Daily Herald opinion: Teaching kids to be climate optimists sets course for a brighter future

  • The rooftop garden on Stevenson High School's recently renovated east building supports instruction in biology and botany classes.

    The rooftop garden on Stevenson High School's recently renovated east building supports instruction in biology and botany classes. COURTESY OF STEVENSON HIGH SCHOOL

The Daily Herald Editorial Board
Updated 11/18/2022 6:05 AM

There is hope, and then there is optimism. They are not precisely the same thing.

There are those of us who laugh at the science, or ignore it, who roll their eyes when world climate leaders tell us we must aggressively pull back on petroleum use and carbon emissions or we'll reach a point of no return sooner than anticipated and our children and our children's children face a bleaker world than the one we live in.


Those of us who shrug at what might be headed our way merely hope for the best.

Hope is wishful thinking, an emotional response.

Optimism, on the other hand, is an application of deeds upon which to base one's hope of a better outcome.

In the words of English writer Nick Hornby: "Hope is a liar, a cheat and a tease. Hope comes near you, kick its backside. Got no place in days like these."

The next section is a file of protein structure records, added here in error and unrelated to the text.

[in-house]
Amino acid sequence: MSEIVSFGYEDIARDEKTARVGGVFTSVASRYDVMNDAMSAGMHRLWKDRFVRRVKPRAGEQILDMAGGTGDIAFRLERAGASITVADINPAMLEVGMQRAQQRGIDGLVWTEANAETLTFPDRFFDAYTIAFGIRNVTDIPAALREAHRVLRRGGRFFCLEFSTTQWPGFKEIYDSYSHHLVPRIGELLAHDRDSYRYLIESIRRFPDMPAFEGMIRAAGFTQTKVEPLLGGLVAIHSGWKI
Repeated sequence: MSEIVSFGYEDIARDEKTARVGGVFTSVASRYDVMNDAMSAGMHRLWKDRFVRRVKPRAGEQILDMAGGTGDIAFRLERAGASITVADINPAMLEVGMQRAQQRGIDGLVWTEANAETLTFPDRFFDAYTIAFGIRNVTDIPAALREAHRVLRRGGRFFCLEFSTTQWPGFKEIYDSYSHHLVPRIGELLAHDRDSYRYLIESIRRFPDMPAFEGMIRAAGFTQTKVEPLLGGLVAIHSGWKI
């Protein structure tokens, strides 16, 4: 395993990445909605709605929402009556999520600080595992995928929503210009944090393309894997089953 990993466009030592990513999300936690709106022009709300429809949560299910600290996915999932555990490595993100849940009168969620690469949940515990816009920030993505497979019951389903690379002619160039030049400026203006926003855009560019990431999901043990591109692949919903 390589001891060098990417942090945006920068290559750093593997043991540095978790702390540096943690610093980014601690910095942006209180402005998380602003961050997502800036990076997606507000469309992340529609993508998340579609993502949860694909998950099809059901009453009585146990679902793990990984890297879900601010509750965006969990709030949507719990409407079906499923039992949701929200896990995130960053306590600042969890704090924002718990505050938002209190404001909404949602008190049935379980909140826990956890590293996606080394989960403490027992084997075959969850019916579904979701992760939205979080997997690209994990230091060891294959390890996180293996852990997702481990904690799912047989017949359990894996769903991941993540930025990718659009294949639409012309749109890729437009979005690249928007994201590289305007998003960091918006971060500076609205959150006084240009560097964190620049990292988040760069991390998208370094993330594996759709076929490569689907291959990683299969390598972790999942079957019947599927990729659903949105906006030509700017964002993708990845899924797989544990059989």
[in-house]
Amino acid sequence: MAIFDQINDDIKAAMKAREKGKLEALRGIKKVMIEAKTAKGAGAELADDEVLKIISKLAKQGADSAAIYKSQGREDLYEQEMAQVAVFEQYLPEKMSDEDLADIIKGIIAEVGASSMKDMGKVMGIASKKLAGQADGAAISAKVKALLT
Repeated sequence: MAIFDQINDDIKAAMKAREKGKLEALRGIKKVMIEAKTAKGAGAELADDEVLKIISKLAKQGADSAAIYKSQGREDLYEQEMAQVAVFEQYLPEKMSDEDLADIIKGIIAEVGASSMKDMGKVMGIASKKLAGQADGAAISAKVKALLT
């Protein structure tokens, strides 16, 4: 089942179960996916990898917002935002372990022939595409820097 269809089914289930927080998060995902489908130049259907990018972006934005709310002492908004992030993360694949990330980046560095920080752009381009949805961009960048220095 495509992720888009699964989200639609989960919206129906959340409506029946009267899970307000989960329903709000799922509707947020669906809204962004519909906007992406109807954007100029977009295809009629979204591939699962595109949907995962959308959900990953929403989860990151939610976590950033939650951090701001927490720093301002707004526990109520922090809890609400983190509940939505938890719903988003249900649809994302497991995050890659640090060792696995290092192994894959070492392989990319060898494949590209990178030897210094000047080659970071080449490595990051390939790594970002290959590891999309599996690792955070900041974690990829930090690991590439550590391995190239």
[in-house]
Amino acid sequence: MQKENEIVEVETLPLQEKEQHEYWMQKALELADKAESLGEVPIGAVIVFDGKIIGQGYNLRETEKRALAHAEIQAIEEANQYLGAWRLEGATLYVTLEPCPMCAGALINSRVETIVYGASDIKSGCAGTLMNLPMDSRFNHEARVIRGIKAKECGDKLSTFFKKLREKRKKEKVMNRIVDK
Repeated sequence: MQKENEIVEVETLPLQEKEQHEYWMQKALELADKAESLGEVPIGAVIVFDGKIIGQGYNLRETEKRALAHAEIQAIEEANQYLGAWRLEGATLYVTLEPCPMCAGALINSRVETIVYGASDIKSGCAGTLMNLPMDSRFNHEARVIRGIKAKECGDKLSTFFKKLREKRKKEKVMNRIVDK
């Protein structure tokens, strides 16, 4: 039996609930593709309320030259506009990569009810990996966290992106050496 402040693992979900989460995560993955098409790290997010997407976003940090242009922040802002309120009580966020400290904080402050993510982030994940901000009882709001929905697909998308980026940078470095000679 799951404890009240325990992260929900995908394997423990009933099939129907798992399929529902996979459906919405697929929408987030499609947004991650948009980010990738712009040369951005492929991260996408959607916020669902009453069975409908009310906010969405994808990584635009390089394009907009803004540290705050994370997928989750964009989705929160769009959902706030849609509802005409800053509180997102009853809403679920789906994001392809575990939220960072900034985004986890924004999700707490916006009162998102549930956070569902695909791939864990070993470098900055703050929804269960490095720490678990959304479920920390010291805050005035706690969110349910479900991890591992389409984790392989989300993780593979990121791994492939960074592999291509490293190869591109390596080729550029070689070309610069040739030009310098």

The world today could do with a little more optimism.

Daily Herald climate writer Jenny Whidden this week wrote about efforts at Carmel Catholic High School in Mundelein to teach kids a lifestyle of environmental consciousness in which we consider the effects of what we do each day and act with greater prudence and purpose.

"We try to target (climate change) from a critical standpoint without creating climate anxiety, which is absolutely a real threat," Michelle Titterton, the science department chair at Carmel, told Whidden.

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"How do we do that? I think, for us, it's about being climate optimists. It's about getting people excited about what it would be like to have this clean lifestyle and how everyone can be a part of that."

Titterton is the school's sustainability manager. She earned her master's degree in the field during the COVID-19 pandemic. Her goal is not only to set her students on a course to be more environmentally responsible, but also to spread the word.

"As an educator, and as a science teacher, I just feel passionate about not only educating our students but their families," she said. "When we teach, we're not just teaching the kids, we're teaching the whole family and the whole community."

Environmental classes have been added to the curriculum. Students monitor how much food goes to waste in the cafeteria and where it goes -- landfill or composting. They find ways to limit electricity use. The school replaced all of its lighting with LEDs.


It's not just Carmel making strides. Stevenson High School in Lincolnshire's east building is the first net-zero building in the state -- it produces more energy than it uses -- with walls of plants, a rooftop greenhouse, gardens and a large solar array.

It's easy to fall into climate despair. But, as the midterm elections have reminded us, every individual effort matters.

As another English writer, Robert Swan, says: "The greatest threat to our planet is the belief that someone else will save it."

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